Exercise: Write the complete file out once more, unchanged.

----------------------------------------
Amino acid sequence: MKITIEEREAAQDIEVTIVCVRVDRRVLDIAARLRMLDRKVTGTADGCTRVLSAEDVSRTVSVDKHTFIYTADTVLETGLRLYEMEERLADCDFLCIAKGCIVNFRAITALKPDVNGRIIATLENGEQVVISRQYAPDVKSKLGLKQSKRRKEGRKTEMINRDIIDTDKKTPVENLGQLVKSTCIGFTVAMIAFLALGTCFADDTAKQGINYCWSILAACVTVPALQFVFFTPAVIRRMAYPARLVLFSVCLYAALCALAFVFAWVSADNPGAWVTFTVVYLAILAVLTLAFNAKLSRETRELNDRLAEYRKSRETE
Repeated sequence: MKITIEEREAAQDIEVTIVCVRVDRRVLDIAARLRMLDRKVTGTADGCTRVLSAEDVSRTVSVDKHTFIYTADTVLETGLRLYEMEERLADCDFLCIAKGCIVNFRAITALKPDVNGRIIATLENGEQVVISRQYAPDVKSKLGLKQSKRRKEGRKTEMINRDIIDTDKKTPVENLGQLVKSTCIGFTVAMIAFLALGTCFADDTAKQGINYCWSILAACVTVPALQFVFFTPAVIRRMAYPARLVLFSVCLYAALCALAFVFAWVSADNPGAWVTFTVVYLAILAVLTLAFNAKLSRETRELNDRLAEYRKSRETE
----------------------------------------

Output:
Amino acid sequence: MKITIEEREAAQDIEVTIVCVRVDRRVLDIAARLRMLDRKVTGTADGCTRVLSAEDVSRTVSVDKHTFIYTADTVLETGLRLYEMEERLADCDFLCIAKGCIVNFRAITALKPDVNGRIIATLENGEQVVISRQYAPDVKSKLGLKQSKRRKEGRKTEMINRDIIDTDKKTPVENLGQLVKSTCIGFTVAMIAFLALGTCFADDTAKQGINYCWSILAACVTVPALQFVFFTPAVIRRMAYPARLVLFSVCLYAALCALAFVFAWVSADNPGAWVTFTVVYLAILAVLTLAFNAKLSRETRELNDRLAEYRKSRETE
Repeated sequence: MKITIEEREAAQDIEVTIVCVRVDRRVLDIAARLRMLDRKVTGTADGCTRVLSAEDVSRTVSVDKHTFIYTADTVLETGLRLYEMEERLADCDFLCIAKGCIVNFRAITALKPDVNGRIIATLENGEQVVISRQYAPDVKSKLGLKQSKRRKEGRKTEMINRDIIDTDKKTPVENLGQLVKSTCIGFTVAMIAFLALGTCFADDTAKQGINYCWSILAACVTVPALQFVFFTPAVIRRMAYPARLVLFSVCLYAALCALAFVFAWVSADNPGAWVTFTVVYLAILAVLTLAFNAKLSRETRELNDRLAEYRKSRETE